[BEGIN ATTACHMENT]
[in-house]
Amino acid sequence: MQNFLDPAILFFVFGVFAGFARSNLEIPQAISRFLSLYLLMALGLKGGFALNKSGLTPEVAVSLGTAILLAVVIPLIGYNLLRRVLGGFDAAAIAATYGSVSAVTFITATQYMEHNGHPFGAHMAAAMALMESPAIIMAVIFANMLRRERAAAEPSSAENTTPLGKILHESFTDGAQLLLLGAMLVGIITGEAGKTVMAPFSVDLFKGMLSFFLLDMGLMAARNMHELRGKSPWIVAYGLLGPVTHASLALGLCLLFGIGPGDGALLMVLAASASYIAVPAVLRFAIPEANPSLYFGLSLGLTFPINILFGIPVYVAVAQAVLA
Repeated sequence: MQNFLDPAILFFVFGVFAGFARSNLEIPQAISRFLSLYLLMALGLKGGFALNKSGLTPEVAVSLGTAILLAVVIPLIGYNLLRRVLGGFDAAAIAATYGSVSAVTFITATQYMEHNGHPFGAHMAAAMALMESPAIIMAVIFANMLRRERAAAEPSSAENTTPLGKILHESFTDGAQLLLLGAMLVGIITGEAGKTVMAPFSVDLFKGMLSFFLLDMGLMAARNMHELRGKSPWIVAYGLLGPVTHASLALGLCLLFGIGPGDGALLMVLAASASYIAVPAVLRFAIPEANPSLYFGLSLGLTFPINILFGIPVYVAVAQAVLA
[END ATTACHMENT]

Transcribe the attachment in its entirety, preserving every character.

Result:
[in-house]
Amino acid sequence: MQNFLDPAILFFVFGVFAGFARSNLEIPQAISRFLSLYLLMALGLKGGFALNKSGLTPEVAVSLGTAILLAVVIPLIGYNLLRRVLGGFDAAAIAATYGSVSAVTFITATQYMEHNGHPFGAHMAAAMALMESPAIIMAVIFANMLRRERAAAEPSSAENTTPLGKILHESFTDGAQLLLLGAMLVGIITGEAGKTVMAPFSVDLFKGMLSFFLLDMGLMAARNMHELRGKSPWIVAYGLLGPVTHASLALGLCLLFGIGPGDGALLMVLAASASYIAVPAVLRFAIPEANPSLYFGLSLGLTFPINILFGIPVYVAVAQAVLA
Repeated sequence: MQNFLDPAILFFVFGVFAGFARSNLEIPQAISRFLSLYLLMALGLKGGFALNKSGLTPEVAVSLGTAILLAVVIPLIGYNLLRRVLGGFDAAAIAATYGSVSAVTFITATQYMEHNGHPFGAHMAAAMALMESPAIIMAVIFANMLRRERAAAEPSSAENTTPLGKILHESFTDGAQLLLLGAMLVGIITGEAGKTVMAPFSVDLFKGMLSFFLLDMGLMAARNMHELRGKSPWIVAYGLLGPVTHASLALGLCLLFGIGPGDGALLMVLAASASYIAVPAVLRFAIPEANPSLYFGLSLGLTFPINILFGIPVYVAVAQAVLA